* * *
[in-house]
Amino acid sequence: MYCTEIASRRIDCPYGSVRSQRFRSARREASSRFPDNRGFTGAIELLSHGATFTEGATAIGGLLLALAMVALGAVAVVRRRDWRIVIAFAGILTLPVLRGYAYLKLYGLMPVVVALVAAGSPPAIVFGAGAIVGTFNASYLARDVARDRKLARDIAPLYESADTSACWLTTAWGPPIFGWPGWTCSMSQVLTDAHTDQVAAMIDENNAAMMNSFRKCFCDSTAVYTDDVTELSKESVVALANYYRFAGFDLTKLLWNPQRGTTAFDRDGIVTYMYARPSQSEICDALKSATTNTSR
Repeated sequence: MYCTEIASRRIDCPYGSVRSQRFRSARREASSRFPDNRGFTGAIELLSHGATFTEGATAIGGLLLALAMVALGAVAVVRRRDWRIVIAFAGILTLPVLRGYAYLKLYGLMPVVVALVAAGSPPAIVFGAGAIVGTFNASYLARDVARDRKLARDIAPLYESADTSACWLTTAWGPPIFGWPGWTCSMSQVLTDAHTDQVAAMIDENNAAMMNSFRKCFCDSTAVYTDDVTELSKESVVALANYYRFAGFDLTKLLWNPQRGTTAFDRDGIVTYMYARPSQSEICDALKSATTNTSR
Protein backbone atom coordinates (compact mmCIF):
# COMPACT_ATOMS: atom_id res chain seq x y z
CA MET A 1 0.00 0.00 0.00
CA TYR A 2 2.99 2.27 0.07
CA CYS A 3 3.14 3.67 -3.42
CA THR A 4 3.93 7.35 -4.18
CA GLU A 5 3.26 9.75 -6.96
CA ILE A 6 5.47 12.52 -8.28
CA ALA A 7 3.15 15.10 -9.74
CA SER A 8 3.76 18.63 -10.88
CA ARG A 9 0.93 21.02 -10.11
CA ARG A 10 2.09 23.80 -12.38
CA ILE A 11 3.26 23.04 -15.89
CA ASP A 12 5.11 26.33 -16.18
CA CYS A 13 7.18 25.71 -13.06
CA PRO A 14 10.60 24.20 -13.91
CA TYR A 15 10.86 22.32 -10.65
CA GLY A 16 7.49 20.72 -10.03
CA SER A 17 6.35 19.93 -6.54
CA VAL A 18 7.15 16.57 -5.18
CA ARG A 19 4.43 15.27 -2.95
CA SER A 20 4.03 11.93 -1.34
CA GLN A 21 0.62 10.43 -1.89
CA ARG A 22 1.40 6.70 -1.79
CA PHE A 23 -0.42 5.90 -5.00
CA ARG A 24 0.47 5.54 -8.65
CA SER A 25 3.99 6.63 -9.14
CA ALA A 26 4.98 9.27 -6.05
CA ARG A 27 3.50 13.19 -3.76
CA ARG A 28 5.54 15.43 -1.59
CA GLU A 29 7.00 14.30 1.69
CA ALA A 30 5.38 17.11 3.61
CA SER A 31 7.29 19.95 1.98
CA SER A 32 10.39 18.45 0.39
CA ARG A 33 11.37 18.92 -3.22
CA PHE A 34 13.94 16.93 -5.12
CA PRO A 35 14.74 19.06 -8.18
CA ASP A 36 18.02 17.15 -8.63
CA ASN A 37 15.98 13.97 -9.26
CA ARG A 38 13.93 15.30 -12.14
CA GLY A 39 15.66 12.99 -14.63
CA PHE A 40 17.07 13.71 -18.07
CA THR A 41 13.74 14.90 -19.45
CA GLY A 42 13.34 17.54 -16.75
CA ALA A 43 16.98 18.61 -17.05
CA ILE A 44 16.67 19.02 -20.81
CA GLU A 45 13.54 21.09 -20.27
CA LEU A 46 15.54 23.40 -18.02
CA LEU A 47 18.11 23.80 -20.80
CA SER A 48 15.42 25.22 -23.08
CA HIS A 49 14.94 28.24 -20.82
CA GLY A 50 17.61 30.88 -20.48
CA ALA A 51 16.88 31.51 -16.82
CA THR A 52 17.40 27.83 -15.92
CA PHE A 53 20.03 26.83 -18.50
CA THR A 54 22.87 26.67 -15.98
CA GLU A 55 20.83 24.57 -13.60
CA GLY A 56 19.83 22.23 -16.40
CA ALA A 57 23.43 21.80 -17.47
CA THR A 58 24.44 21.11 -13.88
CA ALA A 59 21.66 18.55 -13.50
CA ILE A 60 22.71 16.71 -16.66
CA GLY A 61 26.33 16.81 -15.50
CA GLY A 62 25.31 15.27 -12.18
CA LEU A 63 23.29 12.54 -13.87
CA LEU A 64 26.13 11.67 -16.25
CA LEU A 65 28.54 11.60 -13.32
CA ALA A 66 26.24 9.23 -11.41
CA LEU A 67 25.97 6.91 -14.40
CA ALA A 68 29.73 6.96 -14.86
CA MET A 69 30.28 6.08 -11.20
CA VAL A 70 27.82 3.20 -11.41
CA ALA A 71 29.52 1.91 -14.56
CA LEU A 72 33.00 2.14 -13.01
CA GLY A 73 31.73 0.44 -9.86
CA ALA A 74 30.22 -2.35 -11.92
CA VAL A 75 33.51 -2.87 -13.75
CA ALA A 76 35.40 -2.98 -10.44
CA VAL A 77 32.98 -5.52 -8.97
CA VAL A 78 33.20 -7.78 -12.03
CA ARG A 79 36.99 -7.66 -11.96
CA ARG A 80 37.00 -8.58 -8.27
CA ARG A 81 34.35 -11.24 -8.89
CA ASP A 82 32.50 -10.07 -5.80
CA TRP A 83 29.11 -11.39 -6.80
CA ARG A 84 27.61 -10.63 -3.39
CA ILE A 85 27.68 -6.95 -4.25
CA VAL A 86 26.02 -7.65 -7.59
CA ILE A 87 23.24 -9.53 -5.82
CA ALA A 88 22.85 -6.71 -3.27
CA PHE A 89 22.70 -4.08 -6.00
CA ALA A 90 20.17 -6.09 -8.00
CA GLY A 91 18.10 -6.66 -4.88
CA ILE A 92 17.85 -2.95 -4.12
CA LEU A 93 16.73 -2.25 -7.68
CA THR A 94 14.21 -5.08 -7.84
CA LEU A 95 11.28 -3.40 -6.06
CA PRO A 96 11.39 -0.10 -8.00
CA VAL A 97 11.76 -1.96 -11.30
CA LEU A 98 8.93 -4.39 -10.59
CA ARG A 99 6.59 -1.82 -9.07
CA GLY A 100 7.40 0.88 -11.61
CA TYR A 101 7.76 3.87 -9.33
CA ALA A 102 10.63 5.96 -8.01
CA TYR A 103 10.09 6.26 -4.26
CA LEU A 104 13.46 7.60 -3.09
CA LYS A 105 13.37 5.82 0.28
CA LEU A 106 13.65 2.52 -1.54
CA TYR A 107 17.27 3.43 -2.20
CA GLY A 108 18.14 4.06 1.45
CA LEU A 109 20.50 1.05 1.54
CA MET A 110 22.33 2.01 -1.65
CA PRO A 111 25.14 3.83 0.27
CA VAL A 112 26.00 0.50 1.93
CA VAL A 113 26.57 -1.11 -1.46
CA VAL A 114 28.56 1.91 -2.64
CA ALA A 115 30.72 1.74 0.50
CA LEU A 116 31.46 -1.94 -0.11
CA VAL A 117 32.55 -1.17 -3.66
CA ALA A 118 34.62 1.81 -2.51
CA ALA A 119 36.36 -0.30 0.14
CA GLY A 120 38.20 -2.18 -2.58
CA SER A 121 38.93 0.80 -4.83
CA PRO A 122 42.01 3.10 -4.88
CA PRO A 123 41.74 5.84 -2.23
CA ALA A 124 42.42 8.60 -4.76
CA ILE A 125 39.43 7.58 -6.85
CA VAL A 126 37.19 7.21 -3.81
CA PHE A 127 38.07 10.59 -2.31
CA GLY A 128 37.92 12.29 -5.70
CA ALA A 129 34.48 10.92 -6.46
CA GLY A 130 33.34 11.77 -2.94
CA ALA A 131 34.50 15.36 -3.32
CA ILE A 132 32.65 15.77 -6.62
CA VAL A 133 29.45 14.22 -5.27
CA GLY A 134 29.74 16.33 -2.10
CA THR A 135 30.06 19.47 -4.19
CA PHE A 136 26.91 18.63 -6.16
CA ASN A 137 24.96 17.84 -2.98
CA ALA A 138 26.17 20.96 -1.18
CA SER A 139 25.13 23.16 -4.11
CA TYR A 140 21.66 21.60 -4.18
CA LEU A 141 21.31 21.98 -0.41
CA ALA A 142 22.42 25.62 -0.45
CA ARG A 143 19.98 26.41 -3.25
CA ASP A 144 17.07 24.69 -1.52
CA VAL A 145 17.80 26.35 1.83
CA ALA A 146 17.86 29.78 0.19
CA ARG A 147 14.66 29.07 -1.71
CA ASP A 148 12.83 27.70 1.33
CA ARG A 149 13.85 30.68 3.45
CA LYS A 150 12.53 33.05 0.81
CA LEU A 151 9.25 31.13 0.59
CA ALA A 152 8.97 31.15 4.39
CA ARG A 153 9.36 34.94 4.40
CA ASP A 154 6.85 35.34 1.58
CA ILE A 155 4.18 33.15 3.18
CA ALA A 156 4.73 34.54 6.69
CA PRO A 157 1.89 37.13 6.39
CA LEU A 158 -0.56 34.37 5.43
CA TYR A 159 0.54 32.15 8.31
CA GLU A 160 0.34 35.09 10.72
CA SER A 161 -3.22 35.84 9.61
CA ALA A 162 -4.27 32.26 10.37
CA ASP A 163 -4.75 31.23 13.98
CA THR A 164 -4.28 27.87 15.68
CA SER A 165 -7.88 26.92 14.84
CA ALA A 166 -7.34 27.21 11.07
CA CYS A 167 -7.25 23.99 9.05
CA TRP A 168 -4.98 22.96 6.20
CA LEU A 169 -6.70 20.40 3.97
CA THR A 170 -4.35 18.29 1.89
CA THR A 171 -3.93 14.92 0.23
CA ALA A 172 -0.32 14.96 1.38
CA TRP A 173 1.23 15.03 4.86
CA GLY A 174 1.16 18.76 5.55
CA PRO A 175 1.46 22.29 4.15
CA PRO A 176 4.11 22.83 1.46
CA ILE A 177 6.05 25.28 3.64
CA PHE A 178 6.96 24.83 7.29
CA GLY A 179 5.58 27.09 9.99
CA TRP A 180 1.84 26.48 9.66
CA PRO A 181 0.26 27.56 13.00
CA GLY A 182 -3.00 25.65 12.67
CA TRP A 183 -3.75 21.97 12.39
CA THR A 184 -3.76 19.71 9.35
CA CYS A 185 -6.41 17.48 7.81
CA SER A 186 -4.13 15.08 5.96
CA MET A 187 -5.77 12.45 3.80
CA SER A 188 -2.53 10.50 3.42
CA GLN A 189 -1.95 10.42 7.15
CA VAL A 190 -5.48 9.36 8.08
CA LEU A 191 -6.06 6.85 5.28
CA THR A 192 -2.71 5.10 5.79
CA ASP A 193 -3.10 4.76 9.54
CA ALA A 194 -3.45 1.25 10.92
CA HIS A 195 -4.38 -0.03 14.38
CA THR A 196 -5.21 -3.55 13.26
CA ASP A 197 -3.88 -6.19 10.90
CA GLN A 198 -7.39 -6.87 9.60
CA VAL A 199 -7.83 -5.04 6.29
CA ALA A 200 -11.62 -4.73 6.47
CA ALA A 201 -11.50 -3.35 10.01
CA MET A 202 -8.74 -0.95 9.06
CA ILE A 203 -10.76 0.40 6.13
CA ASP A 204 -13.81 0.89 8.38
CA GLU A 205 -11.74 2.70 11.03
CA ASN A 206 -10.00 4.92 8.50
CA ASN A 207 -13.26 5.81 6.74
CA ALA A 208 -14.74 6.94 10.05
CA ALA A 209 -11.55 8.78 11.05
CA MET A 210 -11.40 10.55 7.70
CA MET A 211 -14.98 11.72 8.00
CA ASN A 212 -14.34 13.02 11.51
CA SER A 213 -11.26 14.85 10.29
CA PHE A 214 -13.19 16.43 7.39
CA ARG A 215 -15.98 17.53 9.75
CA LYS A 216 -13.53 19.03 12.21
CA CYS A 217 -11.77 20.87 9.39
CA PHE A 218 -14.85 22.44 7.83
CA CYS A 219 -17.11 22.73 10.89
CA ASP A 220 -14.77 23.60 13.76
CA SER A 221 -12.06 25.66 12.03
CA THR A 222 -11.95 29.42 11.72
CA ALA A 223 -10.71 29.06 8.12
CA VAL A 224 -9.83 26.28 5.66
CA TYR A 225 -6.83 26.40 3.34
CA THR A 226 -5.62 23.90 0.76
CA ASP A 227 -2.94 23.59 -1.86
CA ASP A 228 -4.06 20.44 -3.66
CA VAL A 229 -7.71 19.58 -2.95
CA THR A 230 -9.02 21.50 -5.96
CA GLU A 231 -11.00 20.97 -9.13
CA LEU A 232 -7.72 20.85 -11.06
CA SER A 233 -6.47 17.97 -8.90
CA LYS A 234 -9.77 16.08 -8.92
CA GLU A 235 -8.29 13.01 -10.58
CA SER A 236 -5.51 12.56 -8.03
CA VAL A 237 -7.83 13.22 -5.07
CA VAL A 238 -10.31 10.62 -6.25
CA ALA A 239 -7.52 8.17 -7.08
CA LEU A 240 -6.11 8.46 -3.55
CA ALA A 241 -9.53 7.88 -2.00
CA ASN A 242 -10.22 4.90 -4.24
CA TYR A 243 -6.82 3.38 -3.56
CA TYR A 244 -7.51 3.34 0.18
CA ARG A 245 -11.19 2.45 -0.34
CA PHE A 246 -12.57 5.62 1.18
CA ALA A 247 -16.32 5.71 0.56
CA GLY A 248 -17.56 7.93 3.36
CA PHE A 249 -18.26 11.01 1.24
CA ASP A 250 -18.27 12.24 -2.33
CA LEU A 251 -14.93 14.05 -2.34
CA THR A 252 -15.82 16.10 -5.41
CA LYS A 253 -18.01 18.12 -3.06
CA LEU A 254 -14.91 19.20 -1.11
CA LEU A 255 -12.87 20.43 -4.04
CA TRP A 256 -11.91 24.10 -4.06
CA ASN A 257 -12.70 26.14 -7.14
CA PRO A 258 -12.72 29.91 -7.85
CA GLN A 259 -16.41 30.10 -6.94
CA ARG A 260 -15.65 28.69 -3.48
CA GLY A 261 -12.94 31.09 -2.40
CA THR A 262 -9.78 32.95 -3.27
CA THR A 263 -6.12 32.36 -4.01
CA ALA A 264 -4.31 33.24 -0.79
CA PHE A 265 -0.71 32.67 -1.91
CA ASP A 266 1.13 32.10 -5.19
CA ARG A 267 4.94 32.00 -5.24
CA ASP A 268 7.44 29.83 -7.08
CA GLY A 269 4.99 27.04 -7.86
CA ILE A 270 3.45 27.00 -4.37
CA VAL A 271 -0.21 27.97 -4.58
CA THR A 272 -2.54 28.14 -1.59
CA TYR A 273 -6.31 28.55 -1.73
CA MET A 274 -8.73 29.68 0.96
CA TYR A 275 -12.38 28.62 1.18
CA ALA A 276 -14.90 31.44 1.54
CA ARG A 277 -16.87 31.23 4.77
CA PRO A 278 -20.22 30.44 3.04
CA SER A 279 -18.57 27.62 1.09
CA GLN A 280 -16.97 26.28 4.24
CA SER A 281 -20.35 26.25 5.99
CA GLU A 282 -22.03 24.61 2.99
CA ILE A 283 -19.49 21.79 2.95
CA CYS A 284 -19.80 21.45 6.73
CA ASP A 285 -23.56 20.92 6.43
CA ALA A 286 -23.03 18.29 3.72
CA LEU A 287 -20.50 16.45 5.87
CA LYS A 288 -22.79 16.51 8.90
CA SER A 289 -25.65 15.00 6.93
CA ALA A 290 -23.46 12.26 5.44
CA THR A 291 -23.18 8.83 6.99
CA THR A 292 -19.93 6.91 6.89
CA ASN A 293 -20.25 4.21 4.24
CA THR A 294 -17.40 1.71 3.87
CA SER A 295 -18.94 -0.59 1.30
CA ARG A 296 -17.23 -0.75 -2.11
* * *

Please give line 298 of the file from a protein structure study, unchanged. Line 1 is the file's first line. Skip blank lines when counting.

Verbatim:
CA ASN A 293 -20.25 4.21 4.24